Cancellations hit tourist industry following rise of Swiss franc

Waving goodbye? Tourism chiefs are worried that foreign tourists will stop coming to Switzerland

Tourism bosses have warned that the Swiss tourism industry is facing a “serious” situation, already feeling the effects of Swiss National Bank’s decision to scrap a minimum exchange rate with the euro.

This content was published on January 23, 2015 and agencies

“We have already seen lower bookings and more cancellations,” the Swiss Tourism Federation, an umbrella organisation representing the industry, said in a statement on Friday.External link

“The tourism industry cannot take advantage of cheaper imports, nor can it move working processes abroad, like other industries can. Therefore it must be stressed once again that tourism is being affected by exchange rate movements more than any other industry,” it continued.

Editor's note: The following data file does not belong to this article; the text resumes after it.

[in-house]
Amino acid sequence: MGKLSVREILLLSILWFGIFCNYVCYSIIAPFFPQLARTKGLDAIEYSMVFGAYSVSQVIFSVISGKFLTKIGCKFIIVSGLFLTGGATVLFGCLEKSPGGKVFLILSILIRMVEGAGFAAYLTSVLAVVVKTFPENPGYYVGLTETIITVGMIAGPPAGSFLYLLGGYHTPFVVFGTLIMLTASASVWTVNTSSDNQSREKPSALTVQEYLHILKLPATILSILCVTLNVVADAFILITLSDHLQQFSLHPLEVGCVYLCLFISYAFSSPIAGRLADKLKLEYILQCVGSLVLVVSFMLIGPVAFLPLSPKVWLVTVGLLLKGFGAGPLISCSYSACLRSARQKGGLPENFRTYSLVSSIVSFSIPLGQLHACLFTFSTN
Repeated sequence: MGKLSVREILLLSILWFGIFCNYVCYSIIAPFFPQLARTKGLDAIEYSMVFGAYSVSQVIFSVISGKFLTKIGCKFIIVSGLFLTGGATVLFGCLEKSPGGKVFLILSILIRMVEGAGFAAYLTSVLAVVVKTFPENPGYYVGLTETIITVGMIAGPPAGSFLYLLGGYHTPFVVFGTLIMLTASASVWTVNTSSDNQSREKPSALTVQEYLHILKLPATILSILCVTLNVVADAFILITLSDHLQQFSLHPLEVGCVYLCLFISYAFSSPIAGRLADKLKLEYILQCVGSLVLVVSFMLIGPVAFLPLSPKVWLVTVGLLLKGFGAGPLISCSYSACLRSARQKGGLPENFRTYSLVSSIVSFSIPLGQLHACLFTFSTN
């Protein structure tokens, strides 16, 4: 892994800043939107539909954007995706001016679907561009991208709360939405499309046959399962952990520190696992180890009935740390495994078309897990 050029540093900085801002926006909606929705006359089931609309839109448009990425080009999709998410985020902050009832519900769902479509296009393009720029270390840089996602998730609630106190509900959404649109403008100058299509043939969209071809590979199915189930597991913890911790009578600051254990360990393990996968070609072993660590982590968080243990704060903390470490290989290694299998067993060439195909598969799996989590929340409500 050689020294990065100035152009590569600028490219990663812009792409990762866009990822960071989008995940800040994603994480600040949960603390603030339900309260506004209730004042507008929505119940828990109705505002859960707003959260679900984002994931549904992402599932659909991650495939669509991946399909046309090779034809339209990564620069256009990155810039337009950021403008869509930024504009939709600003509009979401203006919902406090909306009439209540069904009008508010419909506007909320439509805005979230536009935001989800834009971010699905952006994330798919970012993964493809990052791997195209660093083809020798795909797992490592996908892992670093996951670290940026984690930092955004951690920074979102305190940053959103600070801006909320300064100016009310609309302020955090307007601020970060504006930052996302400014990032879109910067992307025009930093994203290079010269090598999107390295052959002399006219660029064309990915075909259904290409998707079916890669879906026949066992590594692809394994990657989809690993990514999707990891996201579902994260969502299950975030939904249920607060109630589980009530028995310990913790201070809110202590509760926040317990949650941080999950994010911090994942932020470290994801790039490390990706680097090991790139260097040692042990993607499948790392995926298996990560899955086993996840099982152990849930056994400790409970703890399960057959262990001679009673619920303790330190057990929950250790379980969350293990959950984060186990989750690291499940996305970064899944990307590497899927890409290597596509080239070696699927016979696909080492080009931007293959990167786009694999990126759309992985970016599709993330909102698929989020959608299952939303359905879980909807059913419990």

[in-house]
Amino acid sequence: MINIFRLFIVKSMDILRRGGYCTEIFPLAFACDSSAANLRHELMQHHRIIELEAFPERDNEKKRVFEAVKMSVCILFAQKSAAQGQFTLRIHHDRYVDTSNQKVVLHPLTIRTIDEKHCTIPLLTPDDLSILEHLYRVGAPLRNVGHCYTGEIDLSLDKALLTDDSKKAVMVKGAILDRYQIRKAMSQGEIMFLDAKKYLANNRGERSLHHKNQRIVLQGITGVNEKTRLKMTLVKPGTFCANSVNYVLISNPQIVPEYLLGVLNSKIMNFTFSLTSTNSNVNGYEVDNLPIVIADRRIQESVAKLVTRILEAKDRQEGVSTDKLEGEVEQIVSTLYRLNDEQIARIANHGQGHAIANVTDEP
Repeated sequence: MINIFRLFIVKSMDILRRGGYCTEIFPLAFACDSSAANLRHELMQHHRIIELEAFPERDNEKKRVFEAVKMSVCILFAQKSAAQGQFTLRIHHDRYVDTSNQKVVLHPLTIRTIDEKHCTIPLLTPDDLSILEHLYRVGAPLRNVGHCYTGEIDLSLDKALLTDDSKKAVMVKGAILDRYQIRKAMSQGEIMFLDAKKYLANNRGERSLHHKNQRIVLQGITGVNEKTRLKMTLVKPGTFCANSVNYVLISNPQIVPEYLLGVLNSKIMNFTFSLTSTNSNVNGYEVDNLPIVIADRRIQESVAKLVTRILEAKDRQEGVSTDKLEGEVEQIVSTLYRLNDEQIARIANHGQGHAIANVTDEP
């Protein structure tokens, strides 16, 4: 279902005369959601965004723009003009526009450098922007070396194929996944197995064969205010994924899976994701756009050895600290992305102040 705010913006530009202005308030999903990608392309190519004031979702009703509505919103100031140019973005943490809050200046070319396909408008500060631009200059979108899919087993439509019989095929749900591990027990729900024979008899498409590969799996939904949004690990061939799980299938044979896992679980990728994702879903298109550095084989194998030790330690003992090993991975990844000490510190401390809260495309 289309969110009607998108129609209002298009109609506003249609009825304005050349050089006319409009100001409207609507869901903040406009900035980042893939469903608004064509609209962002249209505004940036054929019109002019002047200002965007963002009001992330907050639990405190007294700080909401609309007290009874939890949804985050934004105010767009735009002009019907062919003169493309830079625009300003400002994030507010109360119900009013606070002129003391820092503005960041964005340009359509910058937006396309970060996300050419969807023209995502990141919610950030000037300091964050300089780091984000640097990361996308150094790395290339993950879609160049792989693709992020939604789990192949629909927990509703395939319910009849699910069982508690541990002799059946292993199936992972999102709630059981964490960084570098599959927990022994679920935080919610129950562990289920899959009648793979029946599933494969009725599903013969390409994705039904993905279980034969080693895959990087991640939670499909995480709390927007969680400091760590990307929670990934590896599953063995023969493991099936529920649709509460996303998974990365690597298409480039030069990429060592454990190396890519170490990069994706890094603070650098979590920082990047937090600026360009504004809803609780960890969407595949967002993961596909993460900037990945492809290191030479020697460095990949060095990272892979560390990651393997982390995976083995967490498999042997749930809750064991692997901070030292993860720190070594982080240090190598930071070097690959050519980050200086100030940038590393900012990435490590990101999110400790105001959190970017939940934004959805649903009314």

If the franc’s value rises by 1%, the ensuing fall in overnight stays is between 0.5% and 1%  - and could be more, said the federation, Alpine and country tourism is the most affected.

The federation’s warning comes just days after the director of Switzerland Tourism,External link Jürg Schmid, said the domestic tourism sector was facing “crucial days”. He also pointed to telephones no longer ringing and online reservations not being made.

He added that the timing of the central bank’s decision on January 15, so close to the high tourist season, had triggered uncertainty among foreign customers and that Swiss tourism was still “in shock”.

Ditching the franc cap, which had been in place since September 2011, caused the franc to surge against the euro and dollar, sending shockwaves through the global financial system.

Even Swiss tennis star Roger Federer has got involved in doing PR for his homeland. “Still think it’s a wonderful place to visit, so please come,” he said, when asked about the effects of the SNB’s decisionExternal link at a press conference during the Australian Open on January 20.

According to the Swiss Tourism Federation, tourism accounted for CHF35 billion gross value ($40 billion) added in 2013, of which around CHF16 billion came from foreign tourists.

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